4. Dust 2 baking sheets with semolina flour and set aside.
  5. To make the tortelloni, using a straight wheel cutter or sharp knife and a ruler, cut the dough into 2 ¾-inch (7-cm) squares. Using a piping bag or spoon, place 2 teaspoon of filling into the middle of each square. Fold the pasta in half so the opposite corners meet, forming a triangle. Use a spritz of water from a spray bottle to help seal it if necessary. Gently press out the air around the filling by running your fingers from the tip of the triangle downward. With your thumbs along the base of the triangle and your index fingers halfway down each side of the triangle, gently pinch your index fingers and thumbs together and rotate your left index finger to fit under the base of the triangle. Wrap the corners around your left index and middle fingers and pinch them together to seal. You should have a small gap between the filling and the pinched dough, like a ring.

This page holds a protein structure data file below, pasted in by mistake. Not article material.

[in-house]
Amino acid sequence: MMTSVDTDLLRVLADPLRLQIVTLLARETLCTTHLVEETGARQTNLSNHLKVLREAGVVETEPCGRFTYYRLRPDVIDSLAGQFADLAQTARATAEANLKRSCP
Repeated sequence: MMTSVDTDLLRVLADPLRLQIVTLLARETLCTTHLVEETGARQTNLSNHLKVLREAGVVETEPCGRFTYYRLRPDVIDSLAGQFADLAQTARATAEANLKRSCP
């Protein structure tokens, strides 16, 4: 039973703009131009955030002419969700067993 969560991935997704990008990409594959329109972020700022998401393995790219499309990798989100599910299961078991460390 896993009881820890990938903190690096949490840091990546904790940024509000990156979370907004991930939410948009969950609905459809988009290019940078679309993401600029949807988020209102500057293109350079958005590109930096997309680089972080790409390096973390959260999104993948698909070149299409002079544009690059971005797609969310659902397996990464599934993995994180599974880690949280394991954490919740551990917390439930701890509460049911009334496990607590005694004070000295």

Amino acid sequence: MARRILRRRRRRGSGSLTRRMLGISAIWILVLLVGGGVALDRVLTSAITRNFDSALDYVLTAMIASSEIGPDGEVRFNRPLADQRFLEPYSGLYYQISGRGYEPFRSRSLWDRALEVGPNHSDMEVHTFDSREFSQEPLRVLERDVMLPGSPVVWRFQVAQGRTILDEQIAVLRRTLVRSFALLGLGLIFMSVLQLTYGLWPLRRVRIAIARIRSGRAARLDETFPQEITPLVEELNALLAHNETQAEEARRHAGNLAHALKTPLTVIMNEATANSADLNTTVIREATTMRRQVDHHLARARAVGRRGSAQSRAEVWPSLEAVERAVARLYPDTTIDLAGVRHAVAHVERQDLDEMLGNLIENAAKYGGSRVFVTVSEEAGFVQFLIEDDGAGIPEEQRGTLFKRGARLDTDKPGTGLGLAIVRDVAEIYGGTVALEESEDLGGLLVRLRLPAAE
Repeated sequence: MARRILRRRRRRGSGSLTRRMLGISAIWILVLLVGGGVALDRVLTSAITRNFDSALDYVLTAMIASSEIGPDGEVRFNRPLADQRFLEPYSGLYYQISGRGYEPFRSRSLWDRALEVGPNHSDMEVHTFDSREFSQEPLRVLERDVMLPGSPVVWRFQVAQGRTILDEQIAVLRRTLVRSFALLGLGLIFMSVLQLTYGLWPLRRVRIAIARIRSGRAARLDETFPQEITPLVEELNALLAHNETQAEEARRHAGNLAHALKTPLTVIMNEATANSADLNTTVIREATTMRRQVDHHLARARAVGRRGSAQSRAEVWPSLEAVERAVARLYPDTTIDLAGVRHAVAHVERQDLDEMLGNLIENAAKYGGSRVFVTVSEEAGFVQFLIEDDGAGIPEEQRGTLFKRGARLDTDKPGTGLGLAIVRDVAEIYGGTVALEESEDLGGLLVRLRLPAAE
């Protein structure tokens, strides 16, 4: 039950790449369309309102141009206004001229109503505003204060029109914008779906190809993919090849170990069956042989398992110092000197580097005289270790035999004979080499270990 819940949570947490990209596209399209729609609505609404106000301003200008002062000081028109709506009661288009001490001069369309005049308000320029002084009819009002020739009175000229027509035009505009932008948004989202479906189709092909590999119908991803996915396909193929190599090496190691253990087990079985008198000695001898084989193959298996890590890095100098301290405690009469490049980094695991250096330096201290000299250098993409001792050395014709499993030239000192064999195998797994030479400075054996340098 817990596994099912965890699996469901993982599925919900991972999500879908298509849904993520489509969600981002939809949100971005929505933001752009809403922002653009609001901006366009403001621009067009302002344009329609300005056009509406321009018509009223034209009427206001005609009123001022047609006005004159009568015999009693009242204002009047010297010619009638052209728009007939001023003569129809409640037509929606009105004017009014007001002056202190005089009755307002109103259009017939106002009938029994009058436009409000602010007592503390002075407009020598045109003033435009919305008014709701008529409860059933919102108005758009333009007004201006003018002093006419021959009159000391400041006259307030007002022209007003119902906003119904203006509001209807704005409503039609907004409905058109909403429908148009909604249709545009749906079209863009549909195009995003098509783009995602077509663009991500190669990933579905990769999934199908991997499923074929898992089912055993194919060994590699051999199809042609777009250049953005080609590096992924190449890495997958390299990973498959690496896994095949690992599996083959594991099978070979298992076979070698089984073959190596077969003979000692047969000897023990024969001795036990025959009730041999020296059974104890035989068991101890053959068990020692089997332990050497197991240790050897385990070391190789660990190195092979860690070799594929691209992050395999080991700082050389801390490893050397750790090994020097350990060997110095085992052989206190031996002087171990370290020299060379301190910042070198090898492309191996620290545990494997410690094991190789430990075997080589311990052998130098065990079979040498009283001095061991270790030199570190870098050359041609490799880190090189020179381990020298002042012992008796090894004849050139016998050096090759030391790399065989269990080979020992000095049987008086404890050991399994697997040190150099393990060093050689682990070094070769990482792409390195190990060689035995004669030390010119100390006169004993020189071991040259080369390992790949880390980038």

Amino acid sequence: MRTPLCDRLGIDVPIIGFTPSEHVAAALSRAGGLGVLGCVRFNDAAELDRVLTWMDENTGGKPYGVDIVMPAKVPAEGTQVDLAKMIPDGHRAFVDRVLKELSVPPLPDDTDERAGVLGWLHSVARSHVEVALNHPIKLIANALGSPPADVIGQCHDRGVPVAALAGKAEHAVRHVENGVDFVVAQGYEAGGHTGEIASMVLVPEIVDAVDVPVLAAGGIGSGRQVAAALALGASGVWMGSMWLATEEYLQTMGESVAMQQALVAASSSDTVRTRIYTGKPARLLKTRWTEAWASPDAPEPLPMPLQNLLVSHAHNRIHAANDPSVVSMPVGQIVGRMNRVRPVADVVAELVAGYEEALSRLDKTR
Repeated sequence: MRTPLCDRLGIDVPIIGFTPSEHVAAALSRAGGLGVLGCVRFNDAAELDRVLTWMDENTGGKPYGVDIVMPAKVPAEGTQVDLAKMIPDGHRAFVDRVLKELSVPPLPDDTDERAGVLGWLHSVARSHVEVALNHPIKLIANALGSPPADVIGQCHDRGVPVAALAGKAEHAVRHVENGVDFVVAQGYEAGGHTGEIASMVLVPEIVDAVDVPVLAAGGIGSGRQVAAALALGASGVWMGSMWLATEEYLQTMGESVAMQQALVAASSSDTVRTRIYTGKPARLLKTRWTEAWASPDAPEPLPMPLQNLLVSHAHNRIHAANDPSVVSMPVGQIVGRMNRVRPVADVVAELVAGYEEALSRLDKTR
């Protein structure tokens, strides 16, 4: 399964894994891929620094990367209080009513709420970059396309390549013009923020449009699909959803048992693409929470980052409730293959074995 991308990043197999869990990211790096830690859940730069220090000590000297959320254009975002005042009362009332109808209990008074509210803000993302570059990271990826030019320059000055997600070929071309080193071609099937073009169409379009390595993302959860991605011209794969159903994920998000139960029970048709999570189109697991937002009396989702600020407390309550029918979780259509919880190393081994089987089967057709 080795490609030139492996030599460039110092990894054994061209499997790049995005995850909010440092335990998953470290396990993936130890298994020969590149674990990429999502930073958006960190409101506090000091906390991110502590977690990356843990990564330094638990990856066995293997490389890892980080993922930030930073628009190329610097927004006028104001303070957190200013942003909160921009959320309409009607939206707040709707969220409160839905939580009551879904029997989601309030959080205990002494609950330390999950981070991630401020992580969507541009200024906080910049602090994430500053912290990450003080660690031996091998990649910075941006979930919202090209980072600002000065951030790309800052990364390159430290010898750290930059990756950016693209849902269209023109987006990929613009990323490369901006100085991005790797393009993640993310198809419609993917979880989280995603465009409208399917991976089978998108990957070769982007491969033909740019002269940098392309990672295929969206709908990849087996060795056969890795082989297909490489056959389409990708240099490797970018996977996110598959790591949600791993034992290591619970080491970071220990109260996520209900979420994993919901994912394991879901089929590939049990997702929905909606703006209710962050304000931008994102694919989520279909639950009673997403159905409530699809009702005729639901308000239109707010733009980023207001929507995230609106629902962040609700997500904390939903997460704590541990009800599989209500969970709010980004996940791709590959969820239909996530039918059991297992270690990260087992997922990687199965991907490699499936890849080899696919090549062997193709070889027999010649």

6. Working quickly, place the tortelloni on the prepared baking sheets, spaced apart, until ready to cook. Don’t let the tortelloni touch each other or they may stick together. Repeat until you run out of dough or filling. You should have 30 to 40 pieces.
  7. Preheat an oven to 350°F (180°C). Bring a large pot of salted water to a boil.
  8. In a small bowl, stir together the pumpkin seeds with the olive oil and a pinch of salt. Spread the seeds on a baking sheet and toast until golden brown, about 11 minutes. Transfer to a plate and set aside.